To begin with, 120kts is 2 miles per minute. That's great for rough figuring. Dig out the old whiz wheel. Find 12 on the outter scale for 120kts and place the index under it. Move around the outter scale to 21 for 2.1nm & read the time under 21. 1 minute & 1/2 of 1 second.
Although it is really splitting hairs, when the distance is less than 10 miles or so it is generally better to use the "seconds" index. This is at the "36" mark on the inner ring. Place "seconds" under 12 (for 120 GS) on the outer ring. Find 21 on the outer ring for 2.1 miles, read down, 1 minute and 3 seconds.
don't pull the whiz wheel out inside the FAF or the IAF or even after you start your descent...120 = 2nm/min...you have roughly 2 nm so its 1 min or 60 sec. Besides that, more times than not it will be calculated for you on the approach plate. Only a few types of approaches don't have the time calculated for you and sence you can't do those types of approaches based on time you can estimate your time and call it good. Don't be found in a burning wreck with a whiz wheel in your hand.
It's just an exercise in knowing how to use the go 'ole E6B. For those of us born before the calculator, CD's and the like it is a round slide rule and a lost art. It can perform a lot of functions. Of course nobody in thier right mind pulls out the wiz wheel FAF inbound.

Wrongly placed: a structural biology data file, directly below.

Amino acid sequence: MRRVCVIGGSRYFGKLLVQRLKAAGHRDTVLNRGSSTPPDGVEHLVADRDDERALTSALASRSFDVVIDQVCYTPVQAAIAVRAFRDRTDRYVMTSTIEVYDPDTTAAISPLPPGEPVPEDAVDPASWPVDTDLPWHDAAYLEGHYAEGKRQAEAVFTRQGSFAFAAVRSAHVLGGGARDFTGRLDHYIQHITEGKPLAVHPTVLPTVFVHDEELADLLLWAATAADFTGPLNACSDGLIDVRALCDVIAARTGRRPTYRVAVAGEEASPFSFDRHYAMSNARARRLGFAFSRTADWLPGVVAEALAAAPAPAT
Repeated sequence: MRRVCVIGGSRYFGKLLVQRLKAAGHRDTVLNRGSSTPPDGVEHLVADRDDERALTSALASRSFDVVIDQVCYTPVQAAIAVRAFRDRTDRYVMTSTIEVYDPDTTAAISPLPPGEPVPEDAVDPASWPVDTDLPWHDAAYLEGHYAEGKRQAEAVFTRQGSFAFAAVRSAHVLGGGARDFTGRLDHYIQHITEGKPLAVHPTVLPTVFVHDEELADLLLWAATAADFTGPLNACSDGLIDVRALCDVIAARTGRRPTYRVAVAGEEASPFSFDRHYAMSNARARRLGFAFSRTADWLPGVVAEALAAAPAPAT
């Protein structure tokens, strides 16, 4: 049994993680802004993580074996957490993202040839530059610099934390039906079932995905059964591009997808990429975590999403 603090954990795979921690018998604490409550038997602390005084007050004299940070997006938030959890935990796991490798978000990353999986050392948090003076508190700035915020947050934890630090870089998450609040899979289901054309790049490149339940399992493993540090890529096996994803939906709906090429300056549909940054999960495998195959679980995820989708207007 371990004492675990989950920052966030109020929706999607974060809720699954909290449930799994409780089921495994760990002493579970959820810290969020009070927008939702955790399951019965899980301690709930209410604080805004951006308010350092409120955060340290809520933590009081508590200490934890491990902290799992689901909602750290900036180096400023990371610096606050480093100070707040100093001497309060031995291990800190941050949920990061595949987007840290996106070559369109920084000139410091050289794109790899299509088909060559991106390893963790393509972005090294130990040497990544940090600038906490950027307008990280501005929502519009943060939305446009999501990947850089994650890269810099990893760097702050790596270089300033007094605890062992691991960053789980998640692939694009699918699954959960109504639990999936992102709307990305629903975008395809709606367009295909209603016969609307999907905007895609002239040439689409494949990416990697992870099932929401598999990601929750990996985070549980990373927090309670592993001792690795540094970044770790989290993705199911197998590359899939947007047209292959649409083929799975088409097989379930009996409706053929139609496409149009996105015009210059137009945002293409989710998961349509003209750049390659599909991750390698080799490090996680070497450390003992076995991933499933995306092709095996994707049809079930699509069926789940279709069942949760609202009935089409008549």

Do you know how to do a weight shift problem with the E6B??
Don't have to....can do that in my head Besides, that wasn't my point, I believe in using the E6B, just not in the situation that was mentioned. Has everyone forgot the time honored method of "in your head" calculation?
It's just a proportion, as you learned in high school.
Here's a cool one you can use to calculate rate of descent on a standard three-degree glideslope.
First, you have to know your groundspeed. Let's say you use a 90-knot IAS as your standard approach speed. Then, you have a 10-knot headwind component. So what rate of descent do you set up to hold the glideslope?
Place 3 over the 60 pointer on your whizwheel. Your groundspeed will be 80 knots (90 kts IAS - 10 kts headwind). Look for 80 on the bottom scale and look up. You'll see 40, which represents the 400 fpm descent you need to commence when the glideslope needle centers.
That one courtesy of my Alitalia students and their training captain at FSI.
I've been reading most everything in here and I have to admit I'm having a whole lot of fun with this thread in particular. There's been an number of poignant axioms about continuing education. Perhaps I should change my name to Sponge. These tips & tricks are outstanding!